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Dr Jean Tirole has won the Nobel Prize for Economics having pursued studies centred on regulations suited to ex State monopolies, like Power supplies, Telecom, Gas, Banks…
Mr Tirole concludes that those sizable companies, once privatized, tend to accumulate excessive profits, often not decorously compatible with the community of citizens.
Hence the opportunity to legislate in a differentiate way, paying due regard to the potential excesses of a specific market segment.

However, we should ask ourselves if the privatization of utilities is the right way forward or rather, we should direct the glance (the study) toward a better management of State enterprises. If a State-managed utility is not efficient in administering its services to the members of the public it might need less politics and better management with adequate salaries. A political system that is not capable of managing its state-enterprises economically will, almost surely, waste as well a large proportion of the national budget.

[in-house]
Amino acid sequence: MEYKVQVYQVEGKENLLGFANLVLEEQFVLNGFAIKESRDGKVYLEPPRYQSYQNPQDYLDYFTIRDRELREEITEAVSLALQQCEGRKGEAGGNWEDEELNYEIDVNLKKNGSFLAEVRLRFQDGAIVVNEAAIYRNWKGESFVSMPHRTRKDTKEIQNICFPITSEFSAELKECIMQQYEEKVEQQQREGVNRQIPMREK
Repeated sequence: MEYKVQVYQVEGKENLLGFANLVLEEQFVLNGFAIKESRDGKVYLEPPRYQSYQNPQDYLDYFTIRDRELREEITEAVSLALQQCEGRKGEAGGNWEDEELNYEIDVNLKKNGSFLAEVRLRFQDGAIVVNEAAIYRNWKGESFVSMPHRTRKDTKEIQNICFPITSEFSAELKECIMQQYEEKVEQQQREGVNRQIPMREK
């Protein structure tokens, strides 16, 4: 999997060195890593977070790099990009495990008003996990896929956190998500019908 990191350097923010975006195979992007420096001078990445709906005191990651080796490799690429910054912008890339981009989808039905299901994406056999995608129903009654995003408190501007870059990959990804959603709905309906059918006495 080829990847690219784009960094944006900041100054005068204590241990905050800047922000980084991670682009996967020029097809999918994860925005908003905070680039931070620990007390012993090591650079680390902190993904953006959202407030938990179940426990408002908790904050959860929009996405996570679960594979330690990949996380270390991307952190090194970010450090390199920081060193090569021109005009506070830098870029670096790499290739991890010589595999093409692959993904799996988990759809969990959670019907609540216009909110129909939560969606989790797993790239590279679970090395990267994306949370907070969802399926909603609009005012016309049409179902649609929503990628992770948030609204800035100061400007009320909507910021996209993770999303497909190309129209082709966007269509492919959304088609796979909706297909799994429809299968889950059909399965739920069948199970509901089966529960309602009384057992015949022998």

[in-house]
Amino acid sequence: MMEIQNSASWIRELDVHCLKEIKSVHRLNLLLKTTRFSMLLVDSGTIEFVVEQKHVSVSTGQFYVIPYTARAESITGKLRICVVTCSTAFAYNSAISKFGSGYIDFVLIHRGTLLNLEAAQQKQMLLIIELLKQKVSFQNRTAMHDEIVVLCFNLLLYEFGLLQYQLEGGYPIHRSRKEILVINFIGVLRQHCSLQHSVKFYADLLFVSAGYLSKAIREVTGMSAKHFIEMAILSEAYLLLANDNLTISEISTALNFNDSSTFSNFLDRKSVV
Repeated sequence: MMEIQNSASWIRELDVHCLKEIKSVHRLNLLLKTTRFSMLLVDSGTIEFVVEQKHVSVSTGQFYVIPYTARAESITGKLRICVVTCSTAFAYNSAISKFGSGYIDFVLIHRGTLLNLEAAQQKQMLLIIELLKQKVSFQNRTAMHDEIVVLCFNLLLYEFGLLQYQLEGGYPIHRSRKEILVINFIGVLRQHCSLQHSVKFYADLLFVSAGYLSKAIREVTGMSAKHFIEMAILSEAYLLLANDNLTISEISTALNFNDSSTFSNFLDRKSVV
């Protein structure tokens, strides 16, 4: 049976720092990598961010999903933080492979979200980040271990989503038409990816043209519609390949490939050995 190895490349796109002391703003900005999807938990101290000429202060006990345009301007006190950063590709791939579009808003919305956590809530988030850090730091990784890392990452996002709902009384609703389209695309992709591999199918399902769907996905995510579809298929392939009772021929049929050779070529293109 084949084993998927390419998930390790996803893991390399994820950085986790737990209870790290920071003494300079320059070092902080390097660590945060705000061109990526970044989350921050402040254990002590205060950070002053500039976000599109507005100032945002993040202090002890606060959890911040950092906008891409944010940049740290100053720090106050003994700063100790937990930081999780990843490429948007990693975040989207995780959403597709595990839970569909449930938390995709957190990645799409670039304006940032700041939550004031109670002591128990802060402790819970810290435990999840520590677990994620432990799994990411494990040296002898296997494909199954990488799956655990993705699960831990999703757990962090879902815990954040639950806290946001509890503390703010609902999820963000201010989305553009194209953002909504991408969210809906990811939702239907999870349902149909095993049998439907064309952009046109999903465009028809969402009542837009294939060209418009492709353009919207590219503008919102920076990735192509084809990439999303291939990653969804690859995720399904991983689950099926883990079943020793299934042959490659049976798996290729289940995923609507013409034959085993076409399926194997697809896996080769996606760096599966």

Dr Thomas Piketty, another French economist, has achieved a research that demonstrates the diminishing growth of a country to the widening of salaries beyond a certain point. In other words, the excessive accumulation of wealth in a few, compared to the whole population of a country, causes a dwindling in the purchasing power of citizens, hence the diminishing income to the State. The difference in compensation along the professional ladder is positive to stimulate motivation but if this difference becomes excessive then the economic system misfires. The work is detailed in his book “Capital in the Twenty-First Century”, a bestseller applauded by most economists and some of the political elite but insubstantially criticised by the “financial nomenclature”. Is this the reason for a missed ex-aequo? Dear Mr Piketty, the 21st century has just begun and you might enjoy a full bounty in the near future.

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